This story by Kaitlyn Laabs originally aired for broadcast on April 5, 2010.
BOSTON — Former violin teacher Marylou Speaker Churchill may no longer command the halls of New England Conservatory, but her students say they can still hear her laughter echoing in the corridors and her words rattling in their minds.
“Anyone who’s been a Marylou student will have her voice inside their ears for the rest of the their lives,” former student Adam Feinstein said. “What she says, it gets into your bloodstream. It gets inside of you.”
Churchill taught at NEC for 28 years and was a mainstay as a second violin in the Boston Symphony Orchestra for 30 years. She lost her seven-year battle with cancer in November.
Feinstein was one of hundreds of students who returned to NEC to honor Churchill through song on Sunday.
“She showed me how to get out of my own way and allow myself to be taken away by the music,” Feinstein said.
After studying under Churchill from the ages of 13 to 18, Feinstein went on to earn a film degree at Yale University. But Churchill’s lessons are still with him — even in a different career path.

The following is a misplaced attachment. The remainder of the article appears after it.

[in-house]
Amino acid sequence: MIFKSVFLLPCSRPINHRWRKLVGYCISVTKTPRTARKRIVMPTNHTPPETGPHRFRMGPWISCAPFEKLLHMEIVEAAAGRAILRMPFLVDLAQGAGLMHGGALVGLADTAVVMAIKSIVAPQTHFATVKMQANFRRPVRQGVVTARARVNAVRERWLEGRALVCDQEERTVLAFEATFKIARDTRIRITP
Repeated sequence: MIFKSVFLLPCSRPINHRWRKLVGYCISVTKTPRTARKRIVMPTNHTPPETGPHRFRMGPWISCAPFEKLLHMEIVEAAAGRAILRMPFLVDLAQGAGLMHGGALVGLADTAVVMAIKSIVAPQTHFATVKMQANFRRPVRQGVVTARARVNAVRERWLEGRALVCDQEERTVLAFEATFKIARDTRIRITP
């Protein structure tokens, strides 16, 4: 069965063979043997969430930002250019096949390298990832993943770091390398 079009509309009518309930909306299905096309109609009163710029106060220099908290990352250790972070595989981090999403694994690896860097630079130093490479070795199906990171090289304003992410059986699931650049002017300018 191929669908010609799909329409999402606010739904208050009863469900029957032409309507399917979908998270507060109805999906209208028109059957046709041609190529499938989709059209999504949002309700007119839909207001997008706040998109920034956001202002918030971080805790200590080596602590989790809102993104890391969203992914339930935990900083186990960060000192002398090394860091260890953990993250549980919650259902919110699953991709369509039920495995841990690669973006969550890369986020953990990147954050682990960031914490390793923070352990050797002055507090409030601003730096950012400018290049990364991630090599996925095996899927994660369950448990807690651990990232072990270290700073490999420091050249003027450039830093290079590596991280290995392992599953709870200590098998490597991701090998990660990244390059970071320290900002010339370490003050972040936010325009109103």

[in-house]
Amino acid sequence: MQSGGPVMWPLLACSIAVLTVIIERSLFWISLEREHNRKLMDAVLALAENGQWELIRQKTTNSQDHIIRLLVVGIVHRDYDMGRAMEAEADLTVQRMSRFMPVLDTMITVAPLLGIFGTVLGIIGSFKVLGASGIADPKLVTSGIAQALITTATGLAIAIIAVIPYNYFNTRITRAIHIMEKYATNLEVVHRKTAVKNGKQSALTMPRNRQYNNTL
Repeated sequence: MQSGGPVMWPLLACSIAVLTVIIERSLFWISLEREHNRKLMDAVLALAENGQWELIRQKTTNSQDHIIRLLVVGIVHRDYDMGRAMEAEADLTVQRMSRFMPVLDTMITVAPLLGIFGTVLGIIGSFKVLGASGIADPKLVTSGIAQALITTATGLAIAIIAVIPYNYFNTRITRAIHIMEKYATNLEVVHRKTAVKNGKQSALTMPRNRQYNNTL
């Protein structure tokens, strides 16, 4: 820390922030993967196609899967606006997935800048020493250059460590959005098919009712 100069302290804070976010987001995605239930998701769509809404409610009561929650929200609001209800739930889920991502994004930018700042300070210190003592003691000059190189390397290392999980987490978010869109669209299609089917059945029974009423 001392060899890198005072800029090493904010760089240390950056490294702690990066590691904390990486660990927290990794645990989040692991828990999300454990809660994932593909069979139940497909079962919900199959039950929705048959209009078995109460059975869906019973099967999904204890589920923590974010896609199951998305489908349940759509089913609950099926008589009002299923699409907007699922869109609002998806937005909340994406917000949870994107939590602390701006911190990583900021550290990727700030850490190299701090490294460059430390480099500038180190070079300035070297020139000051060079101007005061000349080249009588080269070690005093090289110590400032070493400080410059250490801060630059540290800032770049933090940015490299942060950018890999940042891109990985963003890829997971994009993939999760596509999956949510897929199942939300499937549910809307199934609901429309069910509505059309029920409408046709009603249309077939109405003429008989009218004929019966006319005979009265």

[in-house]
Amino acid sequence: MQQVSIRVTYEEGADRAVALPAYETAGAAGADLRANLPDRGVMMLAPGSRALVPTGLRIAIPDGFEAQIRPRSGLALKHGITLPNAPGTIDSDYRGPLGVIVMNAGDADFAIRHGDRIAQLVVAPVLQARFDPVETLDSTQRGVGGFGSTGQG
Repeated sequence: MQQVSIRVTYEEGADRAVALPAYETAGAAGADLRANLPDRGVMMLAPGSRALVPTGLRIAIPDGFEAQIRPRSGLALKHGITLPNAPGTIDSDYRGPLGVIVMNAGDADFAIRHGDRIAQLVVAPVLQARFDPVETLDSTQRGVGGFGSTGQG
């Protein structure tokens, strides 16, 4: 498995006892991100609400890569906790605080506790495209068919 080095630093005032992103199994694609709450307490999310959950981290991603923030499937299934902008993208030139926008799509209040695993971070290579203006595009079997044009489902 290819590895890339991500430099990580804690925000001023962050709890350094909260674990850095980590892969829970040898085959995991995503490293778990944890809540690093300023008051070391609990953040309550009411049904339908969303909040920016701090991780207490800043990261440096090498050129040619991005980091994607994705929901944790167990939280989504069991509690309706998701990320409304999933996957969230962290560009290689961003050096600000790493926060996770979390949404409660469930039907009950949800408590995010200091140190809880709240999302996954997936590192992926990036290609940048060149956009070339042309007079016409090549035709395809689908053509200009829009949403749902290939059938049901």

“When you study with somebody like Marylou, you get a certain wellspring of courage that doesn’t leave you,” he said. “And at times when you’re scared you can look back to that and still find it there.”
During the peak of her career, Mark Churchill, Marylou’s husband, remembers that she would teach for eight to 10 hours each Saturday and then play a symphony with the BSO.
“For Marylou teaching was renewal,” he said. “The more she taught, the more enlivened she became. It was almost like food for her. She was never tired out by teaching.”
Churchill continued to maintain a meticulous studio of 25-30 students after she was diagnosed with cancer. When she became too ill to leave her home, she held lessons in her bedroom. She taught propped up in an armchair until one month before her death.
“She was at her best when she was teaching and she was at her best until the very end,” Mark said.
“For Marylou teaching was renewal. The more she taught, the more enlivened she became.”
Churchill’s protégé, Yo-Yo Ma, was also on hand Sunday. He first met Churchill when she welcomed him into the BSO more than 25 years ago. The two string players developed a strong bond during their more than two decades of playing together, and Churchill also taught his daughter, Emily, through her teenage years.
“Somehow she was able to get through to her by just being there,” Ma said. “She was rock solid for her all through her years of study. Emily is so grateful for that time.”
Ma said his daughter would come home with tiny hearts dotted across her sheet music — another reminder from Churchill to love each note played.
“Never was there one second of the 25 years I’ve known her when she wasn’t absolutely present,” Ma said. “There was always a sense of love, of giving, a sense of always working for someone else’s betterment.”